>> thin it so that it'll soak better.
>
> Yeah- like I said; try turps as a thinner. In a small application, it's much
> cleaner and volatilizes quicker than paint thinner.

I'll have to remember that for the next time I work on bare wood. I've
got some ash staves I've split out and am slowly shaving down to
singlestick shape with a box plane. But it's dull as heck and I suck at
sharpening plane blades. I broke down and bought on with replaceable
blades that I'll be trying out soon.


>> In general, I don't use it that much any more. It works great on bare
>> wood but I've been doing a lot of 'bark-on' wood and poly works much
>> better on that, imo.
>
> Tried PEG?
> It really does soak into the wood- you can even treat green wood with it and
> minimize checking and warping. It doesn't have the surface coating like poly
> or spar varnish.

No, haven't tried it but I might since you give it a good recommendation.


> I just seal the ends with wax/paraffin and keep it in the studio for a few
> years.

That's what I usually do too. Some woods seem to need more protection
than even that. I've got some recent cut pear that seems to be cracking
at the knob end in spite of being sealed with candle wax. Pisses me off
'cuz they're pretty sticks, by and large.

Peace favor your sword (IH),
Kirk


03 May 2006 12:47:52
Rabid Weasel
Re: Question about caring for hardwood weapons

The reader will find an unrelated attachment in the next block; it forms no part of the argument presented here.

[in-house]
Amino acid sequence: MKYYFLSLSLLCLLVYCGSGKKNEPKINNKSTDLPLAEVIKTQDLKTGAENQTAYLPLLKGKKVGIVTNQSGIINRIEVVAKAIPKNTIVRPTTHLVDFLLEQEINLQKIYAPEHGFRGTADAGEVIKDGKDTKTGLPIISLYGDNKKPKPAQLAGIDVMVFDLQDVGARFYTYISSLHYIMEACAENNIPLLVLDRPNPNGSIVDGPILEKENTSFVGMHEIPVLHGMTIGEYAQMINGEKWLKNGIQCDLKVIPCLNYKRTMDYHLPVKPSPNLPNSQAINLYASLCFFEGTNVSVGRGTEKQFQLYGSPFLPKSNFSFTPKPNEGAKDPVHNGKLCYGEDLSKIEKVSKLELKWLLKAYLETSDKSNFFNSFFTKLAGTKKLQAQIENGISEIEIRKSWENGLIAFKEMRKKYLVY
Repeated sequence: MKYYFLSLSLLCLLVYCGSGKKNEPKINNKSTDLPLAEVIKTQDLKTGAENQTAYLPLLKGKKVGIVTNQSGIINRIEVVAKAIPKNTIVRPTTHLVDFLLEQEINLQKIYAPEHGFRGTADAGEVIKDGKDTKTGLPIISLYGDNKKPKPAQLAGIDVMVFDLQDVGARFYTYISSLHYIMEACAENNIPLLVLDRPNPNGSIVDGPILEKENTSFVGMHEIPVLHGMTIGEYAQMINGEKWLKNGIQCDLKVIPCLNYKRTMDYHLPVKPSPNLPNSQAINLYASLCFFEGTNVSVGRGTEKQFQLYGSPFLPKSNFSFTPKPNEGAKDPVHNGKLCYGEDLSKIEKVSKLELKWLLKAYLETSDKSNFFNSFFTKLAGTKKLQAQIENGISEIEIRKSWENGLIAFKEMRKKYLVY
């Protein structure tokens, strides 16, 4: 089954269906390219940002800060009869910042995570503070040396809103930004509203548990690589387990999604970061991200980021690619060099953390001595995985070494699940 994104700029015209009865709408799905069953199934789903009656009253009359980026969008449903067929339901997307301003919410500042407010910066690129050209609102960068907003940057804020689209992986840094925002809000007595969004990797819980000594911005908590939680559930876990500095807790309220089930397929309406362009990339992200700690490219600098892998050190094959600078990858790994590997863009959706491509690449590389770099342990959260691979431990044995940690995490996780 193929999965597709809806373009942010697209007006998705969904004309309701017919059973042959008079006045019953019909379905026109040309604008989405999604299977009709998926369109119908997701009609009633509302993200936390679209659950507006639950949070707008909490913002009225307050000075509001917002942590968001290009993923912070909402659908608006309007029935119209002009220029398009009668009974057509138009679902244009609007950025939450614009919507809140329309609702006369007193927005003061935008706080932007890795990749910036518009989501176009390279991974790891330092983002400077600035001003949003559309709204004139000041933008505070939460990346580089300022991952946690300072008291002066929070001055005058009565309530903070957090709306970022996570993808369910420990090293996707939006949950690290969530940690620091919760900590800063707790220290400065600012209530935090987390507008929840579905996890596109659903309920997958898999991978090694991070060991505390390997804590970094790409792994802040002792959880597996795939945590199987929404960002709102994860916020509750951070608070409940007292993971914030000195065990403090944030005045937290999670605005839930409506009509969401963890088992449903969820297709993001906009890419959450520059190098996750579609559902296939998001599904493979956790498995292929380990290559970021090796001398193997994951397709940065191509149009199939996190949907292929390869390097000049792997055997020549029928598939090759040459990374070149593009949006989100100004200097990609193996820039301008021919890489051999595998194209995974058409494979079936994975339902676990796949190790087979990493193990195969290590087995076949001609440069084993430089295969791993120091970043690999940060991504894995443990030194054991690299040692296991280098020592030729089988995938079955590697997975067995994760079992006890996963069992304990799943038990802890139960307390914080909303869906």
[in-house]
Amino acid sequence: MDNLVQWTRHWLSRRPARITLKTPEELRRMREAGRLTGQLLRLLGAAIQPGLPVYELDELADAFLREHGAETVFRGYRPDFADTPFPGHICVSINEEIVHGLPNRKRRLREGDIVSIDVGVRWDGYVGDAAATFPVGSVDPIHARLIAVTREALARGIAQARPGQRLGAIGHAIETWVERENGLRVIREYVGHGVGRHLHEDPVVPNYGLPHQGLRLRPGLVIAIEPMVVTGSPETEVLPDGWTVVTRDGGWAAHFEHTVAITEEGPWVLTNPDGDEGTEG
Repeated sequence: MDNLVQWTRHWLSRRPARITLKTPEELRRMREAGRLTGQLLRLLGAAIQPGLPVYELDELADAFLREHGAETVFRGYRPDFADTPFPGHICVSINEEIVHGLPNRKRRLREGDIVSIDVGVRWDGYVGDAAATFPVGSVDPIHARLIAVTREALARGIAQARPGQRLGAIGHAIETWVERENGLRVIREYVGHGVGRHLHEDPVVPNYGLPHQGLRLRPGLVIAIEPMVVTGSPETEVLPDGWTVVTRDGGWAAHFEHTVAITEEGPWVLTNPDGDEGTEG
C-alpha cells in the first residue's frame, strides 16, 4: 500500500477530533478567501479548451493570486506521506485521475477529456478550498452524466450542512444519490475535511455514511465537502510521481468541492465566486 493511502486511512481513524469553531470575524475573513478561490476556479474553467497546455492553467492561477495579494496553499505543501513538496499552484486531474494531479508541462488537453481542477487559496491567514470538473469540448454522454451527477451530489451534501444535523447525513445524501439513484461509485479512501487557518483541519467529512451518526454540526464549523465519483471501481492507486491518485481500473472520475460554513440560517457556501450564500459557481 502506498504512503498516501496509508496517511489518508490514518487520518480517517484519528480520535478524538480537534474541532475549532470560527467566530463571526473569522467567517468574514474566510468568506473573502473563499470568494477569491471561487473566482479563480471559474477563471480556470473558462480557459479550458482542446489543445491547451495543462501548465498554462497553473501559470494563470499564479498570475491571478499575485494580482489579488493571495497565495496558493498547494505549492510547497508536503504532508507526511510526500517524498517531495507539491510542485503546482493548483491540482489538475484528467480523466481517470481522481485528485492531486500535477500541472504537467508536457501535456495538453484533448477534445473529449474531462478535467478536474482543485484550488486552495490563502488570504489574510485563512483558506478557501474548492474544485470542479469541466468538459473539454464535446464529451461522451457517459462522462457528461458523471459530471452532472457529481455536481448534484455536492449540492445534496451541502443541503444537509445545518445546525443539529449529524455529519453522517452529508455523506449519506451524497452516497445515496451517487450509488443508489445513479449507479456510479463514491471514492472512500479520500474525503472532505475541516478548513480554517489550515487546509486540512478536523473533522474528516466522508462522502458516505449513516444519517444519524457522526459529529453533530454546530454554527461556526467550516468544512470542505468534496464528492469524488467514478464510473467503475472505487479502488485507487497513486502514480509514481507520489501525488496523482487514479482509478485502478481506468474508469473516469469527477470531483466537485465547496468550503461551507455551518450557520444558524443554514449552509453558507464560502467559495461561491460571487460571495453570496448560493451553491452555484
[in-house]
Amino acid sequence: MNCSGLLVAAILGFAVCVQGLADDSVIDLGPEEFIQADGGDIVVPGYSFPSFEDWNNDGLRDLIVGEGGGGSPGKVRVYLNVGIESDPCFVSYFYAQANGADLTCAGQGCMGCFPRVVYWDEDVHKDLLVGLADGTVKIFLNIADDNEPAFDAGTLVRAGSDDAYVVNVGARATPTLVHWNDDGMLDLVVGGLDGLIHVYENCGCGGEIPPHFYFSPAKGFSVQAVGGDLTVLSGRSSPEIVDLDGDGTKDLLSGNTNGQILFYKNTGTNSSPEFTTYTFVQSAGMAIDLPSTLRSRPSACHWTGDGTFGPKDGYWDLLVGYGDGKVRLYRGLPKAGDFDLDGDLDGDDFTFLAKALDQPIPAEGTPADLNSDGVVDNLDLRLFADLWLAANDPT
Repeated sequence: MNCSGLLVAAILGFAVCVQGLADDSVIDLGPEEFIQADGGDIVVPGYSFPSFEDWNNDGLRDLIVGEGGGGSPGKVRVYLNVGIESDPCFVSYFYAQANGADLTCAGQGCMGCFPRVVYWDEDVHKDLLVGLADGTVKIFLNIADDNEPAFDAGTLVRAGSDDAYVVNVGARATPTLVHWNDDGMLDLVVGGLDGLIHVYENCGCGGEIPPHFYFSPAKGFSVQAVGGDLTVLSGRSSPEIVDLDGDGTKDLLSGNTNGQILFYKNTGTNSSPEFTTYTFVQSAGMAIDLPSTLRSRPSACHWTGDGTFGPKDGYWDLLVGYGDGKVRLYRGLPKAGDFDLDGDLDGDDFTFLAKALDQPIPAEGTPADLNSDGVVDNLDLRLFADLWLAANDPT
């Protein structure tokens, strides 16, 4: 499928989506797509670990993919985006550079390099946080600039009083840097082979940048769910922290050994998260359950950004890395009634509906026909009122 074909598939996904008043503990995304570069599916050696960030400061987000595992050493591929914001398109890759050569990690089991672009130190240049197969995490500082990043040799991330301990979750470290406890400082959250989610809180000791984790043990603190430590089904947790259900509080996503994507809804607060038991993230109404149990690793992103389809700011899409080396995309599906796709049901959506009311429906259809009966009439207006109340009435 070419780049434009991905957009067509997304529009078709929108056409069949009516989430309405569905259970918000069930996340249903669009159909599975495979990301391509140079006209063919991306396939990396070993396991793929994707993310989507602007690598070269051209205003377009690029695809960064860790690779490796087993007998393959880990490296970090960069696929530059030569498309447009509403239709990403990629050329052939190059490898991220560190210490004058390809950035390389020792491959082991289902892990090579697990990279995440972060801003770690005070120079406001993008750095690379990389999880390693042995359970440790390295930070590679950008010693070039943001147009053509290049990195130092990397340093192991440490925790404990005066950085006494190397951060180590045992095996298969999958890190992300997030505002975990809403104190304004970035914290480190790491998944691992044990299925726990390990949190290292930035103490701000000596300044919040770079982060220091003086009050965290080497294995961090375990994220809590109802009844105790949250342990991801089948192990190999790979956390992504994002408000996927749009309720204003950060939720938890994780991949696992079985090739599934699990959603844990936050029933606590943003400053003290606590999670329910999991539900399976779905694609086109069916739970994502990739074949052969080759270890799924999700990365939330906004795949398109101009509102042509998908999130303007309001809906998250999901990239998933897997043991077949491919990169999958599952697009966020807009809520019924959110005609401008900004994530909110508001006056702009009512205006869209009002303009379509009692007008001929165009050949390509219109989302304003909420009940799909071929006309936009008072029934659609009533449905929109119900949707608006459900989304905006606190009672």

On Tue, 02 May 2006 15:03:51 -0600, Chas wrote:

> "Rabid Weasel" <lawson@NO29405SPAM+dayton.net> wrote
>> You can still find shellac at the home-improvement/hobby stores. I never
>> use the stuff though. Poly is simply much, much better. :-)
>
> Poly is very soft in comparison to shellac- that's why shellac is used on
> sounding boards for musical instruments; clarity of tone from the hard
> finish.

After some experimentation I now use "floor grade" or "exterior grade"
poly exclusively over other poly applications. It's much, much more
durable than standard poly.

Peace favor your sword (IH),
Kirk


03 May 2006 09:00:40
Badger North
Re: Question about caring for hardwood weapons

On Tue, 02 May 2006 19:43:16 GMT, Rabid Weasel
<lawson@NO29405SPAM+dayton.net > wrote:

>It takes an small eternity for raw linseed to harden. Until that time it
>soaks into the wood grain. When it finally does harden you get linoleum.
>When I use linseed oil, I use almost exclusively boiled. Sometimes I'll
>thin it so that it'll soak better.

I'm experimenting with linseed and rattan at the moment. Made a tube
to hold a pair of sticks, put 'em in with the oil, left it for a
couple weeks to soak. Other than having to seal the ends to prevent
oil flying out the ends when you swing, they're great - heavy, hard,
and the skin is lasting very well.

Badger Jones
www.youngforest.ca
"Every fighter's got a plan until they get hit in the mouth." - Mike Tyson


03 May 2006 13:47:33
Rabid Weasel
Re: Question about caring for hardwood weapons

On Wed, 03 May 2006 09:00:40 -0400, Badger North wrote:

> I'm experimenting with linseed and rattan at the moment. Made a tube
> to hold a pair of sticks, put 'em in with the oil, left it for a
> couple weeks to soak. Other than having to seal the ends to prevent
> oil flying out the ends when you swing, they're great - heavy, hard,
> and the skin is lasting very well.

Boiled or raw?

Peace favor your sword (IH),